I know it's a despicable question, but still: What are you actually want to accomplish here? Reason for asking is that macros, when going for "advanced use" like the above, are error prone and can lead to hellish debugging experiences. Maybe we can find a better way to solve the original problem..c

"He used to carry his guitar in a gunny sack, or sit beneath the tree by the railroad track. Oh the engineers would see him sitting in the shade, Strumming with the rhythm that the drivers made. People passing by, they would stop and say, "Oh, my, what that little country boy could play!" [Chuck Berry]

 

"Some questions have no answers."[C Baird] "There comes a point where the spoon-feeding has to stop and the independent thinking has to start." [C Lawson] "There are always ways to disagree, without being disagreeable."[E Weddington] "Words represent concepts. Use the wrong words, communicate the wrong concept." [J Morin] "Persistence only goes so far if you set yourself up for failure." [Kartman]

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JohanEkdahl wrote:
What are you actually want to accomplish here?

That was my first thought on reading:

steve17 wrote:
Is there a way to do this (sic) that isn't so obtuse that only an insane person could understand it?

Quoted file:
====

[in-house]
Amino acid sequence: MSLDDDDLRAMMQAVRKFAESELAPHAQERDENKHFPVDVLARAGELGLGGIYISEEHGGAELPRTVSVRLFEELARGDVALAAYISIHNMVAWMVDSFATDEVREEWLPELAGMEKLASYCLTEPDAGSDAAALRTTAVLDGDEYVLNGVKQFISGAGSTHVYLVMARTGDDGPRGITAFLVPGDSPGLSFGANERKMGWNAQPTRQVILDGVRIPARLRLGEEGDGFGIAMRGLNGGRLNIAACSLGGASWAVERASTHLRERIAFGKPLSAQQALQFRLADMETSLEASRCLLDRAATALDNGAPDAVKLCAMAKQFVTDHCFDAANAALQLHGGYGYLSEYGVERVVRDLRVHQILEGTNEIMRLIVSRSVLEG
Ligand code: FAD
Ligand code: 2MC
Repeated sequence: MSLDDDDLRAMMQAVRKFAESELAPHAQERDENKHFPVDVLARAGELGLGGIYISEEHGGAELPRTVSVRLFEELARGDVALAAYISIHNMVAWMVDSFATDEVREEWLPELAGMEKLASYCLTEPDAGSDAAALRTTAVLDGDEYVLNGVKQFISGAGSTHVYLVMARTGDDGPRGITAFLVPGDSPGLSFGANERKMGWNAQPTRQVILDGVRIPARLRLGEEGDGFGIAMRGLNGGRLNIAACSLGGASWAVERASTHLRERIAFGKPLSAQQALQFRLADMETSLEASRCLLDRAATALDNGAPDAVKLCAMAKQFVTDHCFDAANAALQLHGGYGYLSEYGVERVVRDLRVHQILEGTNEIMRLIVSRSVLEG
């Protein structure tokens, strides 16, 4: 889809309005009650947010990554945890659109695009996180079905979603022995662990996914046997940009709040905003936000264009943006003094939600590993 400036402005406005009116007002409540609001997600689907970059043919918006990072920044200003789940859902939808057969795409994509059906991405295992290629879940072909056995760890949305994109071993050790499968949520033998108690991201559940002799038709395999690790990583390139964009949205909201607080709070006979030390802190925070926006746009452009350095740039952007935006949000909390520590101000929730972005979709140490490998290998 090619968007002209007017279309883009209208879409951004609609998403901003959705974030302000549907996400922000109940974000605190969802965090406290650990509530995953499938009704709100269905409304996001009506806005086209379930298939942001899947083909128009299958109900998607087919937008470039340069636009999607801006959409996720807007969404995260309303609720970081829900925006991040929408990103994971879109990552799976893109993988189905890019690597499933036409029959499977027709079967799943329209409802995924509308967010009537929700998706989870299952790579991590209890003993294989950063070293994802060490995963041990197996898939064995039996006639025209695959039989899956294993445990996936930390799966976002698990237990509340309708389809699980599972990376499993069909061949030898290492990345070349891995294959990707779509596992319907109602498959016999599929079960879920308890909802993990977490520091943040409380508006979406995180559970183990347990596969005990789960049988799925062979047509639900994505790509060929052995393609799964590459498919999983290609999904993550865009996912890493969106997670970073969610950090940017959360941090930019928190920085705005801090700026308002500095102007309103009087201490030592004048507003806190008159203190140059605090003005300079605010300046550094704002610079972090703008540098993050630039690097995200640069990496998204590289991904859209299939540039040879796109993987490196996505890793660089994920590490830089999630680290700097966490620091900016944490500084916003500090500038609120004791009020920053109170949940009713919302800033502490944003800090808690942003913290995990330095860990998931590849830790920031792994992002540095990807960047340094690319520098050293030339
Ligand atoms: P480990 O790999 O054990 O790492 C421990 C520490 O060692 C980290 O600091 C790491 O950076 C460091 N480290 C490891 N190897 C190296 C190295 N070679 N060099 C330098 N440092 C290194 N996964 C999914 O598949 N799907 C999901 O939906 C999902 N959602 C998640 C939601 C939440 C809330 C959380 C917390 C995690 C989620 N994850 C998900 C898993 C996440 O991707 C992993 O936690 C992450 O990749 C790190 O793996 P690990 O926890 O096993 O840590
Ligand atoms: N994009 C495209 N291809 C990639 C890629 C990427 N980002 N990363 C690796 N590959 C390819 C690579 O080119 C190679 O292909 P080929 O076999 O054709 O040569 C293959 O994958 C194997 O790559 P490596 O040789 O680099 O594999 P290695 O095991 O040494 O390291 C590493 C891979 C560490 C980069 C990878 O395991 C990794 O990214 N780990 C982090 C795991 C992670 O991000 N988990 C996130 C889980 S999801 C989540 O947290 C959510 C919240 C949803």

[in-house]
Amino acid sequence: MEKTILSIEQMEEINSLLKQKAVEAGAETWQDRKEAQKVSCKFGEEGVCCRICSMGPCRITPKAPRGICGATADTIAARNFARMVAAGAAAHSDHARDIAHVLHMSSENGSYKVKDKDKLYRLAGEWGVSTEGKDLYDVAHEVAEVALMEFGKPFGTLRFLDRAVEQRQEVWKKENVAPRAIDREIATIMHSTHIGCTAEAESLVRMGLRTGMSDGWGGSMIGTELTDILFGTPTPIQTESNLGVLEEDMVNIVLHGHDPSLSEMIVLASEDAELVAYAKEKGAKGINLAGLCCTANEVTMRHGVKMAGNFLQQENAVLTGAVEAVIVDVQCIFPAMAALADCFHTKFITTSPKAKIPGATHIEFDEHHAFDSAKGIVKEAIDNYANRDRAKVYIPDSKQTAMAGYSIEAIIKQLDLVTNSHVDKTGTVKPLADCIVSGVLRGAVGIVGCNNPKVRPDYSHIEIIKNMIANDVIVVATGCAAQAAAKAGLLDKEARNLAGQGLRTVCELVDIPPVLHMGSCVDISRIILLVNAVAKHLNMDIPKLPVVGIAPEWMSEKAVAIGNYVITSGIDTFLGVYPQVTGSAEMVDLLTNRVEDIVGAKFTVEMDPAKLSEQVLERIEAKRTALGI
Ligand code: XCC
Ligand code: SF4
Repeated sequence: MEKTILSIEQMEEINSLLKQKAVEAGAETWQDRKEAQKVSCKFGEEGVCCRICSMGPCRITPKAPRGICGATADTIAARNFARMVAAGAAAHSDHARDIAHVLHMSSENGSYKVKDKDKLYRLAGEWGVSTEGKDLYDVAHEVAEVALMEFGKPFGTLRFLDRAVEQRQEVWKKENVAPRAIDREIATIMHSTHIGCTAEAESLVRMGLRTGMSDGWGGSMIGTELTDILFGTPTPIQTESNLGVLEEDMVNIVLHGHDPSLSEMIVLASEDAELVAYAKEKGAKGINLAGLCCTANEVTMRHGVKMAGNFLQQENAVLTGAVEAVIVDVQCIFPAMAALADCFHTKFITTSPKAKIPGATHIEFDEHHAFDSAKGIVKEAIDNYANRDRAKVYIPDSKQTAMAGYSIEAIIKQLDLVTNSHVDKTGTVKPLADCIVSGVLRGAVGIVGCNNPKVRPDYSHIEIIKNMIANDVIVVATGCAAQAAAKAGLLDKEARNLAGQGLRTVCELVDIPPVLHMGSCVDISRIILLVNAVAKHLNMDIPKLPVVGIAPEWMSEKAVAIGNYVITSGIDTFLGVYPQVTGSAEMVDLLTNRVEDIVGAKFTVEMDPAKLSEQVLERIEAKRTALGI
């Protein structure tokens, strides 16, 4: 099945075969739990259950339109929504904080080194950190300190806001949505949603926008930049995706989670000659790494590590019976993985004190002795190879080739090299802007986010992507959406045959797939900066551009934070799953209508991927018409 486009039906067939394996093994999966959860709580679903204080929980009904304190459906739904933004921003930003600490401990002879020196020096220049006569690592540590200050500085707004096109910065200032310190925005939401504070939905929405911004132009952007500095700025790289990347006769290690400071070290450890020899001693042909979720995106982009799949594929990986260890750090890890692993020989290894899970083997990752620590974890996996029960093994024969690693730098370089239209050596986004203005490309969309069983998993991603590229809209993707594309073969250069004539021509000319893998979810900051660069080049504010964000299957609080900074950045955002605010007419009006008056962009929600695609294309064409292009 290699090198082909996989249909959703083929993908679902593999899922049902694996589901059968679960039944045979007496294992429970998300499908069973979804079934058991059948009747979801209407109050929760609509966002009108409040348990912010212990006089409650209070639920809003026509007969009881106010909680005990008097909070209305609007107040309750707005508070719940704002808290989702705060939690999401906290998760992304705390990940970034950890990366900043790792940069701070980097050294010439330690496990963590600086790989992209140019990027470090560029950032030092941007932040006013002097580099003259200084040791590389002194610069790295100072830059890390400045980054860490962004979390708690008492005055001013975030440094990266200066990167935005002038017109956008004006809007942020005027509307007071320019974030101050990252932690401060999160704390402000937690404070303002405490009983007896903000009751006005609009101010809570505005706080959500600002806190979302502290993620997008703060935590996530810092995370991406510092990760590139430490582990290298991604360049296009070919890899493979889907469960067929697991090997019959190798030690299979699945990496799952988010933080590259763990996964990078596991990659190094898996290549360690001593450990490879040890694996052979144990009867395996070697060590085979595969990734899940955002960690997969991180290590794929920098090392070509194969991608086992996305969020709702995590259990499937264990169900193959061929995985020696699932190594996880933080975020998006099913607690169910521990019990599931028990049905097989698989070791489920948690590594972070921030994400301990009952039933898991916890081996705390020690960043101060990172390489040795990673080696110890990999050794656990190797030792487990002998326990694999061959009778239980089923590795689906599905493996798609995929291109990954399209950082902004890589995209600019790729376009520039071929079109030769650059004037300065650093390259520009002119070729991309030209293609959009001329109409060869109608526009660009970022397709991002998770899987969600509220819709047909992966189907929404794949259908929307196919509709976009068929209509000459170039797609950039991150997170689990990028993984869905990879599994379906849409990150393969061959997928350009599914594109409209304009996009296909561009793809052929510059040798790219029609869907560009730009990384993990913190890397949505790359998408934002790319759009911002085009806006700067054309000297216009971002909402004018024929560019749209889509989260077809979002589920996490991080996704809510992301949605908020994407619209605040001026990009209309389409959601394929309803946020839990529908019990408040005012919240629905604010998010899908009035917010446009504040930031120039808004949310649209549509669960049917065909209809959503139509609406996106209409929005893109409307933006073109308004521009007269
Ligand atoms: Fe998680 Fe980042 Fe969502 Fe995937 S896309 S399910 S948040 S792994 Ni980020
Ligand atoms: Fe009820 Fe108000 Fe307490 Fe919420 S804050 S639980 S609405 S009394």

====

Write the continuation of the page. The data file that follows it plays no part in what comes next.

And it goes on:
Let's go back to what, exactly, "this" is 

 

 

JohanEkdahl wrote:
macros, when going for "advanced use" like the above, are error prone and can lead to hellish debugging experiences.

No kidding!!

And lead to things which certainly are very obtuse indeed!

 

surprise

 

Maybe we can find a better way to solve the original problem..

+1

 

 

 

EDIT

 

fix quote

 

Last Edited: Thu. Oct 26, 2017 - 06:15 PM
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I'd just use Python to generate the C. Much easier and it's a full programming language so you can achieve anything.

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The availability of .i files will generally make errors from macro mishaps much less mysterious.

International Theophysical Year seems to have been forgotten..
Anyone remember the song Jukebox Band?

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clawson wrote:
I'd just use Python to generate the C.

I've heard of the "million monkeys" and producing literary works:

The infinite monkey theorem states that a monkey hitting keys at random on a typewriter keyboard for an infinite amount of time will almost surely type a given text, such as the complete works of William Shakespeare. In fact the monkey would almost surely type every possible finite text an infinite number of times. ...

Can you estimate how many pythons would be needed to do my C programming?

 

[I think I know the answer:  "Only one; his name is Monty."]

You can put lipstick on a pig, but it is still a pig.

I've never met a pig I didn't like, as long as you have some salt and pepper.

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clawson wrote:
I'd just use Python to generate the C.